Issue: From the Chesapeake Bay Magazine Archives
Destination: Canton, MD

The Canton waterfront, Baltimore Canton, Baltimore  
Under the watchful eye of a winking Baltimore icon, 
Canton is a flourishing, revitalized neighborhood with 
a long history, full and happy present, and bright future 
in the land of pleasant living. [September 2010]

by Ann Levelle
photographs by  Vince Lupo

A travel bug bit me in late May. I don't mean one of those big heavy-duty travel bugs that really gives you the fever, makes you drop everything and buy a one-way ticket to India. No, just a little bitey fly, the kind that makes you itch a little, makes you want to get out of Dodge for a few days, head to the Big City, perhaps. It wasn't touristy stuff I craved, or even a flashy shopping district. I just wanted to be somewhere different, hang out in a funky-cool neighborhood, stroll about for a little while, try on some coffee shops, pubs and restaurants. And, oh yes, it also needed to be somewhere I could get to by boat, because . . . well, because I said so.

So let's see, big city, striking distance from Annapolis by boat. Baltimore, of course. But where in Baltimore? Inner Harbor? No, that's where I went the last time. Fells Point? No, that was the time before last. . . . Ah, I know: Canton. Yes, I'd been there before a few times too, but always as a side trip or afterthought, never for its own sake--and it was high time, because it is indeed one of the new up-and-comers among Baltimore neighborhoods.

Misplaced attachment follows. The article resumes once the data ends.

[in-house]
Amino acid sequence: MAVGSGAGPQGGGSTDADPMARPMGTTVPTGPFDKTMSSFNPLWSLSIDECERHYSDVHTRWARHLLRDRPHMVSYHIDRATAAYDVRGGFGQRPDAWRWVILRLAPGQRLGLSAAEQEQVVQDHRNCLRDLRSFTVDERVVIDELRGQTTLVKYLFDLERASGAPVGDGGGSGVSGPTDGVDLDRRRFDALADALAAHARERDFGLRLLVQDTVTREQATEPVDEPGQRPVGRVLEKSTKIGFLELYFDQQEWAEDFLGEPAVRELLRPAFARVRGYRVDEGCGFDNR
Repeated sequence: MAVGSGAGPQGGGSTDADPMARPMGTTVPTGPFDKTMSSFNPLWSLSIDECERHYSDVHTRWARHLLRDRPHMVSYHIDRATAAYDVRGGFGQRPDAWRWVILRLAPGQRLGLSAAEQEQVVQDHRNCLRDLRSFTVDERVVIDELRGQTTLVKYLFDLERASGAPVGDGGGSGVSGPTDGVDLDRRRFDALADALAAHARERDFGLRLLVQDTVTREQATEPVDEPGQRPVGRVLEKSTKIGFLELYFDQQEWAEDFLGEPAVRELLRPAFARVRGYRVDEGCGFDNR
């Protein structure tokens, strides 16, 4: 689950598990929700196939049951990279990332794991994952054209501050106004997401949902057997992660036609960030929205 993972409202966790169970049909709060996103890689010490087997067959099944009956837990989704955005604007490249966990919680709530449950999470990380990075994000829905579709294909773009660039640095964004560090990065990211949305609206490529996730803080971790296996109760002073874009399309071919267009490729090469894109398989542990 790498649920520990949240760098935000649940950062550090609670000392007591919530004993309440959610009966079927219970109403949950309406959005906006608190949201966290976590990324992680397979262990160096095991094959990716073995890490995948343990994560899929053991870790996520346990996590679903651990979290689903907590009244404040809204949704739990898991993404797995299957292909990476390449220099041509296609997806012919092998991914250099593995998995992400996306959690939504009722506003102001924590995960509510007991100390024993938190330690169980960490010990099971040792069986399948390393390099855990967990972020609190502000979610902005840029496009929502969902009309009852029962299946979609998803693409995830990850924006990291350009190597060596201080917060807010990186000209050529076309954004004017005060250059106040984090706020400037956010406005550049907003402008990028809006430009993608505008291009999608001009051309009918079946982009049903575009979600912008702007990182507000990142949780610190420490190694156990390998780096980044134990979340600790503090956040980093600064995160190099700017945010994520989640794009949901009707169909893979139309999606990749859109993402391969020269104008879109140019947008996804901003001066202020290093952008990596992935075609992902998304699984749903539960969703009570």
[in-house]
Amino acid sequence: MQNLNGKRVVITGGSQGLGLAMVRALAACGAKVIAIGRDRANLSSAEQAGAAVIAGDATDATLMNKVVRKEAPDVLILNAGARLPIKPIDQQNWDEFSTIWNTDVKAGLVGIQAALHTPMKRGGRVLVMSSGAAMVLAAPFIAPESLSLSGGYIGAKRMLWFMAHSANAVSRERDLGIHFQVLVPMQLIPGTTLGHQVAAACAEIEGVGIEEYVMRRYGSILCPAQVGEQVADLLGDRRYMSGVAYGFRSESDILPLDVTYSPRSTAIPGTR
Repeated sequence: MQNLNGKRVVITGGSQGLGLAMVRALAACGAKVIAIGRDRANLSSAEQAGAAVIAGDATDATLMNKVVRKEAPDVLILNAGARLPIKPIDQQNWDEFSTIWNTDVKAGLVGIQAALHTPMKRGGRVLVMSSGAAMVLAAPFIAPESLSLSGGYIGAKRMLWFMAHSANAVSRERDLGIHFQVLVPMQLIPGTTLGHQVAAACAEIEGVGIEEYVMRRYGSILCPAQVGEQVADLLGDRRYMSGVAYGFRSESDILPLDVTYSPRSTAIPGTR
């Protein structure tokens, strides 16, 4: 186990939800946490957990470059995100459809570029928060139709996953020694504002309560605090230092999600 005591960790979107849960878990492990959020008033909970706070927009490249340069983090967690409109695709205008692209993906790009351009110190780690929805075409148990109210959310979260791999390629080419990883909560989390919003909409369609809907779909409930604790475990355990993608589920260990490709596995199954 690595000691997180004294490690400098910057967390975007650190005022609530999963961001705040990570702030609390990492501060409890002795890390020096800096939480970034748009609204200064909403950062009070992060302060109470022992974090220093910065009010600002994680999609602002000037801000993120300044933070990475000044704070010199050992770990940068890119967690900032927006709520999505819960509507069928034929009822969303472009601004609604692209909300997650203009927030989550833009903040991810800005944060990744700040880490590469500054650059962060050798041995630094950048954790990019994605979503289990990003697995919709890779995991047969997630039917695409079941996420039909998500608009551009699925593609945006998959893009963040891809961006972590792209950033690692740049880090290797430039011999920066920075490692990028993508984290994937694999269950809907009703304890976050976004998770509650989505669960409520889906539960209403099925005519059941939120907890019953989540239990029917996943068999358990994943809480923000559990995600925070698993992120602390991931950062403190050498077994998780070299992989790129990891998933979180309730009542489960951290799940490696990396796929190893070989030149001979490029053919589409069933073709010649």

Not wanting to boat alone, I persuaded senior editor Jody Schroath to join me on the Annapolis-to-Baltimore leg of the trip--which actually took very little persuading. The conversation went like this: 
"Hey Jody, I'm going to take a quick cruise up to Baltimore, would you like to-- " 

After an equally brief consultation with editor Tim Sayles, to arrange a ride home for Jody ("lunch" was the magic word), we chose a mid-week time slot in early June and reserved one of the Albins from the boating club. That day arrived gift-wrapped--70 degrees and breezy, bright blue sky, not a hint of humidity and fairly calm seas--with the exception, as always, of the lowermost Patapsco. As has always been my experience, the wind blew the hardest (right on the nose) and the water was the bumpiest there, from Bodkin Point to the Key Bridge. Once under the bridge, though, as always, things settled down very nicely and we were able to putter along slowly and enjoy the sights--the massive ships and cargo cranes perched at the water's edge like so many gigantic wading birds. Then it's a right turn at Fort McHenry, into Northwest Harbor and past more big ships--to the right along the Clinton Street docks, to the left at Locust Point. And from here the Canton waterfront spreads out before you, to the north and northwest, starting at the pretty low-lying Canton Waterfront Park, with its Korean War Memorial, and stretching west to Fells Point. The space between is filled mostly by two big (and I mean big) marinas--Baltimore Marine Center at Lighthouse Point and Anchorage Marina, with so many boats between them that it looks as if the city itself spilled into the water.

Canton waterfront We putted slowly past Lighthouse Point to Anchorage Marina, which is easily identifiable by its signature blue awnings on the gray buildings, and the large American flag flying at the center of the long T-head. The breeze fought us a bit, but before long we had the Albin securely lashed into her slip. We were on the last full-length pier on the west side of the marina on G dock, where we had a great view of Fells Point to the west, including Henderson's Wharf and Captain James Landing, and a dizzying number of boats in the marina to the east. To the north the shore was lined with attractive new townhomes.